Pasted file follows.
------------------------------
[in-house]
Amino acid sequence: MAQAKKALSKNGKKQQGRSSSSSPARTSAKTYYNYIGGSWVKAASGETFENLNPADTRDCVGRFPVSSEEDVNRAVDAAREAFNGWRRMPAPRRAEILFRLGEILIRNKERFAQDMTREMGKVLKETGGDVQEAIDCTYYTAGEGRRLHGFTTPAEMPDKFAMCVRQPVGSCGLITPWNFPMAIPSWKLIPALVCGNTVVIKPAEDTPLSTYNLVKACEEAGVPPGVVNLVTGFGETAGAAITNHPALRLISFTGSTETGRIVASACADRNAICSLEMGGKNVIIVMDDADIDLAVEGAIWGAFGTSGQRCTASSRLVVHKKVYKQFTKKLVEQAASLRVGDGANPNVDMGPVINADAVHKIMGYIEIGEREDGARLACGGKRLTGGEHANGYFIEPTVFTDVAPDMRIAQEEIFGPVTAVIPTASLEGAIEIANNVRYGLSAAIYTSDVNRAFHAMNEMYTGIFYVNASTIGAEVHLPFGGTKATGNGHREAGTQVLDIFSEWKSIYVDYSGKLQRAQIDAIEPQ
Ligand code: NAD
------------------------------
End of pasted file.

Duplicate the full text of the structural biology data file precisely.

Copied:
[in-house]
Amino acid sequence: MAQAKKALSKNGKKQQGRSSSSSPARTSAKTYYNYIGGSWVKAASGETFENLNPADTRDCVGRFPVSSEEDVNRAVDAAREAFNGWRRMPAPRRAEILFRLGEILIRNKERFAQDMTREMGKVLKETGGDVQEAIDCTYYTAGEGRRLHGFTTPAEMPDKFAMCVRQPVGSCGLITPWNFPMAIPSWKLIPALVCGNTVVIKPAEDTPLSTYNLVKACEEAGVPPGVVNLVTGFGETAGAAITNHPALRLISFTGSTETGRIVASACADRNAICSLEMGGKNVIIVMDDADIDLAVEGAIWGAFGTSGQRCTASSRLVVHKKVYKQFTKKLVEQAASLRVGDGANPNVDMGPVINADAVHKIMGYIEIGEREDGARLACGGKRLTGGEHANGYFIEPTVFTDVAPDMRIAQEEIFGPVTAVIPTASLEGAIEIANNVRYGLSAAIYTSDVNRAFHAMNEMYTGIFYVNASTIGAEVHLPFGGTKATGNGHREAGTQVLDIFSEWKSIYVDYSGKLQRAQIDAIEPQ
Ligand code: NAD